“The best antidote I have found is to yearn for something. As long as you yearn, you can’t congeal; there is a forward motion about yearning.” ~ Gail Godwin …
Somewhere along the path of graduating into adulthood, many of us have picked up the idea that happiness lies in our ability to accept our lives as they are, even if that means giving up our wants and desires. But our happiness is not tied to our desires–we do not feel discontent and unhappy because we want something, as desire is part of our humanity. We are creatures who desire, often with intense passion; and when we can use that desire as a catalyst for growth and positive change, then that yearning for something realistic and positive is an amazing and beautiful thing.
But therein lies the rub. All too often, we are narrowly focused on yearning for materialistic things that are not necessarily positive or helpful for our personal growth. And so we have to recognize that the yearning that Gail is talking about here is not for things harmful, unhealthy, unrealistic, or distracting things, such as yearning for that expensive new car or an intimate relationship with a married friend of ours–for such desires are harmful to us and those we love. Instead, she is talking about a fire within us to live with great purpose. Such a healthy yearning can be a catalyst to propel us into new and exciting things, greater challenges and opportunities, and more positive states of being. A desire to spend time on the beaches of St. Lucia might cause us to economize and simplify our lives so that we might be able to afford the trip. And wanting a career change might help us to find the motivation to go back to school to get a degree or further degrees.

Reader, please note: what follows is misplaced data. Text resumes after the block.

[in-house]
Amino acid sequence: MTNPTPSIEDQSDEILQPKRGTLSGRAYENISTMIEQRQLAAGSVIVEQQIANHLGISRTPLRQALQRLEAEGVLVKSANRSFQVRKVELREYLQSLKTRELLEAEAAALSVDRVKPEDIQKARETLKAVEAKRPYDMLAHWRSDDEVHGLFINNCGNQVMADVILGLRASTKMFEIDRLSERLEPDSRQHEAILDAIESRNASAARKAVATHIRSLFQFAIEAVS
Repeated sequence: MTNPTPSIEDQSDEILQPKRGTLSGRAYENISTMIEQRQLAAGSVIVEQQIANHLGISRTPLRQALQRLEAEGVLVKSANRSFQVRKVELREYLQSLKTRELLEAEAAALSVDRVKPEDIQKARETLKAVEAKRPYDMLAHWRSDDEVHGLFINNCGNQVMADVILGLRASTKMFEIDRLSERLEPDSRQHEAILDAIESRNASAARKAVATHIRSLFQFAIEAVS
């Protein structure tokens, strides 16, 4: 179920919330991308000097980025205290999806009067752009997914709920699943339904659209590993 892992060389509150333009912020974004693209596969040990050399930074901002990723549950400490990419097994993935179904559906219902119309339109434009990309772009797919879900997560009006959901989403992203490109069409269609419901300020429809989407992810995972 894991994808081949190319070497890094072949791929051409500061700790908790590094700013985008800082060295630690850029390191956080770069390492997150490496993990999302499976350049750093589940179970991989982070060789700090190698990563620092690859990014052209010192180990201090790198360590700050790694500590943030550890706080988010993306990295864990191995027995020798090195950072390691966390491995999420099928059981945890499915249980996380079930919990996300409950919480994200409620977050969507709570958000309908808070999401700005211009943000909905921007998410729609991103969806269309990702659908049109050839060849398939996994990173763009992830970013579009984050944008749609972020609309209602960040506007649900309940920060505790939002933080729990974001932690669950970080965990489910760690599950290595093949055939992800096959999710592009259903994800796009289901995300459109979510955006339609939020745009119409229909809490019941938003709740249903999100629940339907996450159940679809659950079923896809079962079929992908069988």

To have passion is a wonderful thing. It drives us forth on the journeys of life and carries us through even the darkest of days–the ones when we feel like giving up and do not know if we can continue any further. And if we feel like our lives are becoming stagnant, yearning can push us in a “forward motion,” as opposed to congealing or staying where we are. All that is necessary is finding positive and healthy things to yearn for–things like a caring and nourishing relationship or a home filled with love. Or perhaps something that adds depth such as a job that is rewarding and adds purpose to our lives, or an education for our children or for ourselves. Or maybe something that makes our lives less stressful like a vehicle that is safe, practical, and reliable, or an active way of living that allows us to reach a healthy physical state. There are countless things that we can desire that might benefit our lives and the lives of those around us if we would only do so with an open heart and mind.
Find something positive to yearn for in your life.
Questions to consider:
What kinds of things do you tend to yearn for? Do these things tend to be positive for you, or do they add to stress and tension in your life?
What kinds of things might you change in your life to make the things that you yearn for actually become reality?
Why do so many people yearn after things that are ultimately bad for them?
For further thought:
“And yes, there definitely are many good desires. For example, without the desire for food we would not stay alive. It is when our desire becomes an unquenchable craving or obsession, or causes us to do harm to ourselves or others, that it creates suffering and unhappiness. If you have ever been hurt because you tied your happiness or well-being to a person, place, opinion, self-identity, behavior, or goal, then you have firsthand experience of desire.” ~ Donald Altman